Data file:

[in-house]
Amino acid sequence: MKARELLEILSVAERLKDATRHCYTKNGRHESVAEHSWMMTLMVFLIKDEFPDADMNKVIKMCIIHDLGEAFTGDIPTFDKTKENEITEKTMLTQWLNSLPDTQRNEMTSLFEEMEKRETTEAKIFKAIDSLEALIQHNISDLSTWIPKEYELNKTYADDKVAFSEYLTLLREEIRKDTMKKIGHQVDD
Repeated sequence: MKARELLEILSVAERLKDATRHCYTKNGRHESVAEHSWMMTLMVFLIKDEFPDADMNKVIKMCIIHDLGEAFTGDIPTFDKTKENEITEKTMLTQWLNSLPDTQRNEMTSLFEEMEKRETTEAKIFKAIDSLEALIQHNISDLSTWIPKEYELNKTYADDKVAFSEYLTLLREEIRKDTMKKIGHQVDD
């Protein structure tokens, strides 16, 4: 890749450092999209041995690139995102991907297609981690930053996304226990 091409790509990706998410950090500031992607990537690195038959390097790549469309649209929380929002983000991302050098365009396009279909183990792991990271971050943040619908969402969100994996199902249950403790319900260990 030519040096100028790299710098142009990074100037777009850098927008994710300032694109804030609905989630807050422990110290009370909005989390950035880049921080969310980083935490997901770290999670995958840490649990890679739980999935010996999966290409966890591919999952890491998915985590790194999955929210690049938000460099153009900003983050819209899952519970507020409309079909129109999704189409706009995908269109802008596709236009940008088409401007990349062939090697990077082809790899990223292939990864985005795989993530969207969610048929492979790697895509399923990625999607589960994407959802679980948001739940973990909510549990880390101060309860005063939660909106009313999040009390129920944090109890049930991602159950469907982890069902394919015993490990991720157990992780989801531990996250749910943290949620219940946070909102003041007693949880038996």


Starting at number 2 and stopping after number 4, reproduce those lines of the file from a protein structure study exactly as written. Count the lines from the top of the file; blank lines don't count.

Amino acid sequence: MKARELLEILSVAERLKDATRHCYTKNGRHESVAEHSWMMTLMVFLIKDEFPDADMNKVIKMCIIHDLGEAFTGDIPTFDKTKENEITEKTMLTQWLNSLPDTQRNEMTSLFEEMEKRETTEAKIFKAIDSLEALIQHNISDLSTWIPKEYELNKTYADDKVAFSEYLTLLREEIRKDTMKKIGHQVDD
Repeated sequence: MKARELLEILSVAERLKDATRHCYTKNGRHESVAEHSWMMTLMVFLIKDEFPDADMNKVIKMCIIHDLGEAFTGDIPTFDKTKENEITEKTMLTQWLNSLPDTQRNEMTSLFEEMEKRETTEAKIFKAIDSLEALIQHNISDLSTWIPKEYELNKTYADDKVAFSEYLTLLREEIRKDTMKKIGHQVDD
């Protein structure tokens, strides 16, 4: 890749450092999209041995690139995102991907297609981690930053996304226990 091409790509990706998410950090500031992607990537690195038959390097790549469309649209929380929002983000991302050098365009396009279909183990792991990271971050943040619908969402969100994996199902249950403790319900260990 030519040096100028790299710098142009990074100037777009850098927008994710300032694109804030609905989630807050422990110290009370909005989390950035880049921080969310980083935490997901770290999670995958840490649990890679739980999935010996999966290409966890591919999952890491998915985590790194999955929210690049938000460099153009900003983050819209899952519970507020409309079909129109999704189409706009995908269109802008596709236009940008088409401007990349062939090697990077082809790899990223292939990864985005795989993530969207969610048929492979790697895509399923990625999607589960994407959802679980948001739940973990909510549990880390101060309860005063939660909106009313999040009390129920944090109890049930991602159950469907982890069902394919015993490990991720157990992780989801531990996250749910943290949620219940946070909102003041007693949880038996």